“Bah.” Lila waved her hand in the air, dismissing Valerie’s claims of health. “Come with me. I just made biscuits.”
Already imagining the five pounds about to be added to her butt, Valerie went willingly to the kitchen, which was, as always, spotlessly clean despite all the mud and dirt dragged in by cowboys several times a day. Lila was a godsend, though she was getting on in years. Valerie wondered if Jolene had given any thought to bringing in help for Lila. Lila had to be in her late sixties by now, and the kitchen was enormous, the size of many home’s entire first levels. The wood floor gleamed like it had just been polished, the granite countertop sparkled from end to end, and Valerie was certain she could see herself in the chrome sinks.
“Go help yourself to some juice,” Lila said as she scooped out two biscuits from the platter on the center island.
Valerie opened the oversized refrigerator—stocked to overflowing as always—poured a glass of orange juice and took a seat at the trestle table that had been in her father’s family for generations. She smoothed her hand over the scarred surface, each groove reminding her of times spent with her parents and sisters. She still remembered eating at one of the smaller tables when she was a child, wishing she could be at the “big table” with the grown-ups, where sounds of raucous laughter could be heard as the cowboys traded stories from their days.
Now she was one of the grown-ups and she longed for the simpler times of her youth. Times when her father would pull up a chair at her table, play with her pigtails and kiss her cheek. Or her mother would eat her meal with the girls and leave the men to their stories.
But you could never go back, and remembering just hurt.
“Here,” Lila said, setting down a plate of two homemade biscuits, butter and jelly that no doubt Lila had also made herself.
Valerie’s stomach rumbled. As a doctor, she was used to going a long time without food. During her internship and residency, she’d gotten used to grabbing a quick energy bar or chocolate milk on the run. To actually sit down and eat was a luxury. Though now that she was about to go into private practice with a group of general practitioners in Dallas, she was going to be able to have more regular hours again. She looked forward to it.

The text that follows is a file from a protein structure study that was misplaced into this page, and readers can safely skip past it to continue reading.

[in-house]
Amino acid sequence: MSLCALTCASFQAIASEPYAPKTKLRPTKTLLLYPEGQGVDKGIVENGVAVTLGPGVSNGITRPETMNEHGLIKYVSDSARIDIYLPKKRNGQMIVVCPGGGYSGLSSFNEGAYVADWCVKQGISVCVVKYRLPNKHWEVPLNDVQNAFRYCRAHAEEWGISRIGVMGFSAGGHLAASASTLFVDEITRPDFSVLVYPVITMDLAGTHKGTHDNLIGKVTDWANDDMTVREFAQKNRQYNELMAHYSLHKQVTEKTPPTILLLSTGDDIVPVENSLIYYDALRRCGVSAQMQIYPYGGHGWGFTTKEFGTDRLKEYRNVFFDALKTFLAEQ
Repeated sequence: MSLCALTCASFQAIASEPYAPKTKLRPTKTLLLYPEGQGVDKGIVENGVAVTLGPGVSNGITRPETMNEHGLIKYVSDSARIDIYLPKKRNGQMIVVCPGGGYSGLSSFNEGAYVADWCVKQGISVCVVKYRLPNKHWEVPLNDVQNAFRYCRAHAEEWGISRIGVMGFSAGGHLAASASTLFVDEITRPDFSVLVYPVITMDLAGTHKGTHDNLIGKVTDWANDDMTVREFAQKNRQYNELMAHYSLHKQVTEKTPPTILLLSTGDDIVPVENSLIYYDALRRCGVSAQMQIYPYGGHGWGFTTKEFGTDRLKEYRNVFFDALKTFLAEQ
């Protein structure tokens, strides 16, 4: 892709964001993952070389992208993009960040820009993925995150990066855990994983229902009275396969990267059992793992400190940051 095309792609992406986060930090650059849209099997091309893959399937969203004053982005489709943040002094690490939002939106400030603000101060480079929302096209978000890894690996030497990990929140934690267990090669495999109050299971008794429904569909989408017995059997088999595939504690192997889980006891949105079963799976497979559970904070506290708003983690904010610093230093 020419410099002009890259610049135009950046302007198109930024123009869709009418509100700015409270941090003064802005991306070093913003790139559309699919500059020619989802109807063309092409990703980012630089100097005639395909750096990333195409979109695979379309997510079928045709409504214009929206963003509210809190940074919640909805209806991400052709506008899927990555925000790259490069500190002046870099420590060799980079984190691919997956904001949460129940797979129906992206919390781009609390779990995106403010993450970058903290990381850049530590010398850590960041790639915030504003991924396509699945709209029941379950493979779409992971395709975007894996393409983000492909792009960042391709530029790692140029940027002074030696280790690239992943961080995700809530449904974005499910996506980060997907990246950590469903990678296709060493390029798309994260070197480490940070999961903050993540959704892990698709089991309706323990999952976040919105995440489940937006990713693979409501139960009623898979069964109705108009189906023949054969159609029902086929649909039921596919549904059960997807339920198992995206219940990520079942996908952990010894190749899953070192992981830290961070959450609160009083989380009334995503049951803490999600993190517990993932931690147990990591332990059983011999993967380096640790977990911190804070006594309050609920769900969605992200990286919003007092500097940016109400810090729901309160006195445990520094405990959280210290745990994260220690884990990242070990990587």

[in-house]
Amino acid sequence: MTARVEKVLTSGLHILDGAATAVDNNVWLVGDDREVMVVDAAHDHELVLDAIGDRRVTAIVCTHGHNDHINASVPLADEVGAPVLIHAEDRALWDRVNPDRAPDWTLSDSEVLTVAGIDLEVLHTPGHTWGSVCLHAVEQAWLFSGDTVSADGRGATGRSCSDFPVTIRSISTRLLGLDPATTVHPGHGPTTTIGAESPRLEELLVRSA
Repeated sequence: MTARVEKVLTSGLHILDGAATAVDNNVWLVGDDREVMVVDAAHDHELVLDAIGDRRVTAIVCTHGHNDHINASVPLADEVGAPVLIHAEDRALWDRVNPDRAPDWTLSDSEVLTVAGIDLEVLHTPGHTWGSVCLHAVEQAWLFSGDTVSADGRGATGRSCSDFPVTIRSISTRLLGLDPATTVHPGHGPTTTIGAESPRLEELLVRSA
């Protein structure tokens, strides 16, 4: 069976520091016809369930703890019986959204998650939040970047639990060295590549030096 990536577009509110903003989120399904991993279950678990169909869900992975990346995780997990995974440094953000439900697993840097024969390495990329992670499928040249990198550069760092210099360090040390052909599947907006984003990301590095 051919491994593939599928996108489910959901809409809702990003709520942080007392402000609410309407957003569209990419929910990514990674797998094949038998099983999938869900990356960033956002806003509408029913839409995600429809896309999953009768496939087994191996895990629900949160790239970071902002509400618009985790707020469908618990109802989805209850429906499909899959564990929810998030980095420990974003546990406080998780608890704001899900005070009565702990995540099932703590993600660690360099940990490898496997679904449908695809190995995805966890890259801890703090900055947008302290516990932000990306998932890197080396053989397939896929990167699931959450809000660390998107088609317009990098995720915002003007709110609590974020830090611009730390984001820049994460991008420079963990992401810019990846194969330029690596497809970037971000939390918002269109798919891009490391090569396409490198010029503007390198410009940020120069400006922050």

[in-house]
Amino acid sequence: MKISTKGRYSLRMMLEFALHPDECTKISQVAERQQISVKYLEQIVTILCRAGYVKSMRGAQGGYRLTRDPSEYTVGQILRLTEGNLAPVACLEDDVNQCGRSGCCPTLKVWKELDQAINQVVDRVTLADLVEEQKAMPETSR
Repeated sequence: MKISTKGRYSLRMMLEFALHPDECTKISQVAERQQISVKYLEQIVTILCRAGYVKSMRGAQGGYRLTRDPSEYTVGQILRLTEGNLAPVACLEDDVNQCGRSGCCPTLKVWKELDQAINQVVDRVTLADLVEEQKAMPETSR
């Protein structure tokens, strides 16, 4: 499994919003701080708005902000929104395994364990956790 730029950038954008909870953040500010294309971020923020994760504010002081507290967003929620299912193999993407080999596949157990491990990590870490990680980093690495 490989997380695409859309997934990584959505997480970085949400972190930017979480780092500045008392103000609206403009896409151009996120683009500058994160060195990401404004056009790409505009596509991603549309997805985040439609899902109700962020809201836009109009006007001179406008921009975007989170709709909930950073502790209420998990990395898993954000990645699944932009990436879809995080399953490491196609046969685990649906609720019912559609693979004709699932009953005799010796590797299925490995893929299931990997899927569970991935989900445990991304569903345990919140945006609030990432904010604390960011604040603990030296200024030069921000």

She bit into the buttered and jellied biscuit and let out a soft moan while she chewed. “Oh, Lila. This is heaven.”
Lila’s weathered face brightened when she grinned. “Thank you, honey. You know how much I used to love cookin’ for you girls. Jolene eats her fair share though.”
Valerie waved a biscuit in Lila’s direction. “Yeah, and she works off every calorie wrestling those cows.” Damn Jolene’s skinny little ass anyway.
“That she does. The girl gets in there and does as much as the men do. Sometimes I think she’s going to work herself to death.”
“I doubt that. Jolene’s always been a bundle of energy, and she’s been working the ranch since Daddy set her on her first horse as soon as she could stand upright.”
Lila laughed. “Well, you know that’s the rancher’s way. Put your kids out there among the horses and cattle as soon as they’re old enough to sit a horse.”
“I remember.” Valerie had ridden her own horse at age four, though under close supervision from her father. Each of the girls had followed in succession. Living on a working cattle ranch meant as soon as you were old enough, you were taught to get in there and work. Fun when you were young, and not as much work, but you had to live the life. She’d loved it.
Until the accident.
Which she didn’t want to dwell on. “Where is Jolene, anyway?”
“Out riding the north pasture today. They’re bringing in some of the pairs.”
“Ah. How many mamas had babies this year?”
Lila shrugged. “No tellin’ until they bring ’em in.”
“Guess I’m here at the right time, then.”
“The right time for what?”
Valerie looked up to see her younger sister, Brea, standing in the doorway. At least she thought it was Brea. Valerie hardly recognized her.
Brea sure looked different than she had the last time Valerie had seen her. As a child, Brea had always worn her hair short. Now it was long, stringy, her bangs so overgrown they hid her eyes. And her ankle-length skirt and equally shapeless blouse covered her body completely. It was almost as if she was trying to hide herself.
Valerie rose from the table and went over and hugged her sister. “Brea.”